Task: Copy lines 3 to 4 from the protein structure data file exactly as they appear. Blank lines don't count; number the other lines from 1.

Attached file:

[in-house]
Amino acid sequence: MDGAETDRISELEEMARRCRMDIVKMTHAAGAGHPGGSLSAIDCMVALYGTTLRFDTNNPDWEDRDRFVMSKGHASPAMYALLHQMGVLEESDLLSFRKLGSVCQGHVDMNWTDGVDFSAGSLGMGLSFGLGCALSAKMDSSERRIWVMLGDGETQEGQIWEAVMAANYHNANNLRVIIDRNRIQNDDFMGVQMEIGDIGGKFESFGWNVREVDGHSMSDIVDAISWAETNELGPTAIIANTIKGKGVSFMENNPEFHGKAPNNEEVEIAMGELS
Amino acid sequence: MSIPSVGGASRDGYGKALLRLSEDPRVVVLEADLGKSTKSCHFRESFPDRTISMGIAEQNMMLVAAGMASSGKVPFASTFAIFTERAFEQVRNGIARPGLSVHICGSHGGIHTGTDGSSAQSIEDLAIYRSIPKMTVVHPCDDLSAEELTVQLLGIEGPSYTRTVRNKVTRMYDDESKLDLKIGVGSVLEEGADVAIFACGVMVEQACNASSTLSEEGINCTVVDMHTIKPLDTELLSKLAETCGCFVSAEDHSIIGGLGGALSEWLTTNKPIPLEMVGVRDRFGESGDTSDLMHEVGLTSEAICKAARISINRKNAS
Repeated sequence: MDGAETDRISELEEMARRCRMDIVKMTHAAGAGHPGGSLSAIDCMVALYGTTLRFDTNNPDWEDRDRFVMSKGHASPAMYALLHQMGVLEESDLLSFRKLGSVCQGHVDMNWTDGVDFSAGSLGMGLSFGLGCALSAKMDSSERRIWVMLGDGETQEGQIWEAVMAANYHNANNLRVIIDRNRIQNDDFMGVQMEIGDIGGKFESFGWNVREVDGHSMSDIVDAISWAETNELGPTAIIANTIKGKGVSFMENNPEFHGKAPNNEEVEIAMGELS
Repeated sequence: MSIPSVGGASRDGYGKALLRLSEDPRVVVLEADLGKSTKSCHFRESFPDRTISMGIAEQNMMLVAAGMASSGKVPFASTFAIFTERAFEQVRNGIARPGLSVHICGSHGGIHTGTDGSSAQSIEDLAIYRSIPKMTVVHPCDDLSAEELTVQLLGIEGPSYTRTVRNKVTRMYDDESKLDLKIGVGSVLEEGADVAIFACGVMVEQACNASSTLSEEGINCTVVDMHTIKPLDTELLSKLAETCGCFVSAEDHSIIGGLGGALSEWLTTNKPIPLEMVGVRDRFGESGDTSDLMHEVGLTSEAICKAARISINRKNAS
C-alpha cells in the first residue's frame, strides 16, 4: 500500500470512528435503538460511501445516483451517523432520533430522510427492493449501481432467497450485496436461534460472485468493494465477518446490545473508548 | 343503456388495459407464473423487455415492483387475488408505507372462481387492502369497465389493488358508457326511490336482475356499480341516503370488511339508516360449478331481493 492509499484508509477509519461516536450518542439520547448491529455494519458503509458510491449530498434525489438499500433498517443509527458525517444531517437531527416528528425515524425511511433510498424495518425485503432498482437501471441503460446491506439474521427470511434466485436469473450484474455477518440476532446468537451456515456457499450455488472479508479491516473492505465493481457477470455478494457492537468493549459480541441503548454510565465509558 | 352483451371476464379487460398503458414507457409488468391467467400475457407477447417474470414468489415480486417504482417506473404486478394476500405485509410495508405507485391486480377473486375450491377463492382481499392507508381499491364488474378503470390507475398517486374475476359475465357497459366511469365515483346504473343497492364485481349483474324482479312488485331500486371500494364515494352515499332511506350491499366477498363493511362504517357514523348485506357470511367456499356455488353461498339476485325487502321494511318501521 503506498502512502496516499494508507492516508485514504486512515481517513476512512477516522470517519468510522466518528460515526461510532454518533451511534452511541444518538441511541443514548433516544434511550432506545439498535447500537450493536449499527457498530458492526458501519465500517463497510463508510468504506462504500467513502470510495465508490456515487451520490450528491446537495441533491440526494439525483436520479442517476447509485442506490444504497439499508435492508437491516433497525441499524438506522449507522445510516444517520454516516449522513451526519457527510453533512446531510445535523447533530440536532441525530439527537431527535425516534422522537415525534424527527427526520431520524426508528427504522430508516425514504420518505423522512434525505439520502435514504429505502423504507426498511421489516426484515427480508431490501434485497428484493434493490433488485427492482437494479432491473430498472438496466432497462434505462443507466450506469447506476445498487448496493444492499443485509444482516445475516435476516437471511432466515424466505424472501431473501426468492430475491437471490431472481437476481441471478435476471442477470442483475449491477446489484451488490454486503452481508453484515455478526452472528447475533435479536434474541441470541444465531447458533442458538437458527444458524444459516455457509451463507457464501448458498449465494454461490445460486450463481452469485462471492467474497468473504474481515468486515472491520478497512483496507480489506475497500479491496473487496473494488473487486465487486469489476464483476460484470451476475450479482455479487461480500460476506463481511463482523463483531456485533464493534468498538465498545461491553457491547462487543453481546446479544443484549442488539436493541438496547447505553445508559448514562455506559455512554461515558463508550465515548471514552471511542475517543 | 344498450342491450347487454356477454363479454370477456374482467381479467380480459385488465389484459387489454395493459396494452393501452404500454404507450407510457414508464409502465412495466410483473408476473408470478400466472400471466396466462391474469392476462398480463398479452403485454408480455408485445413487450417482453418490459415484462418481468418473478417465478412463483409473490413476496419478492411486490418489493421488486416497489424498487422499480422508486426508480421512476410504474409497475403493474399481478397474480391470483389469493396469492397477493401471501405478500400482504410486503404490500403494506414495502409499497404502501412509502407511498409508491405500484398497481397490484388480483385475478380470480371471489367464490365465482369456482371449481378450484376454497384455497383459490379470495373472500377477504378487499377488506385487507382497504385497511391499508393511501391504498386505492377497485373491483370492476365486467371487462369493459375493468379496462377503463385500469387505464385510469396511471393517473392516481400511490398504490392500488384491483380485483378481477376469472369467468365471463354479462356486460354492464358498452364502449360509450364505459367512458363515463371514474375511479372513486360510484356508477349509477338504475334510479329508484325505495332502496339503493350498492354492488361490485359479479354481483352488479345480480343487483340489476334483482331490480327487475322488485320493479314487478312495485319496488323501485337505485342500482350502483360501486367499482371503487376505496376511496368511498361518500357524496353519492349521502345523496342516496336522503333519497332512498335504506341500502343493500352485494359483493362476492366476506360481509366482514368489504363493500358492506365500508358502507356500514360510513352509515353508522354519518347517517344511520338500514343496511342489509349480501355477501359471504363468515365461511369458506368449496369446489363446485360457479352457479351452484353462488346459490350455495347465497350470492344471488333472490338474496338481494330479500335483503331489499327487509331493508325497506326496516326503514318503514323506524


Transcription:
Amino acid sequence: MSIPSVGGASRDGYGKALLRLSEDPRVVVLEADLGKSTKSCHFRESFPDRTISMGIAEQNMMLVAAGMASSGKVPFASTFAIFTERAFEQVRNGIARPGLSVHICGSHGGIHTGTDGSSAQSIEDLAIYRSIPKMTVVHPCDDLSAEELTVQLLGIEGPSYTRTVRNKVTRMYDDESKLDLKIGVGSVLEEGADVAIFACGVMVEQACNASSTLSEEGINCTVVDMHTIKPLDTELLSKLAETCGCFVSAEDHSIIGGLGGALSEWLTTNKPIPLEMVGVRDRFGESGDTSDLMHEVGLTSEAICKAARISINRKNAS
Repeated sequence: MDGAETDRISELEEMARRCRMDIVKMTHAAGAGHPGGSLSAIDCMVALYGTTLRFDTNNPDWEDRDRFVMSKGHASPAMYALLHQMGVLEESDLLSFRKLGSVCQGHVDMNWTDGVDFSAGSLGMGLSFGLGCALSAKMDSSERRIWVMLGDGETQEGQIWEAVMAANYHNANNLRVIIDRNRIQNDDFMGVQMEIGDIGGKFESFGWNVREVDGHSMSDIVDAISWAETNELGPTAIIANTIKGKGVSFMENNPEFHGKAPNNEEVEIAMGELS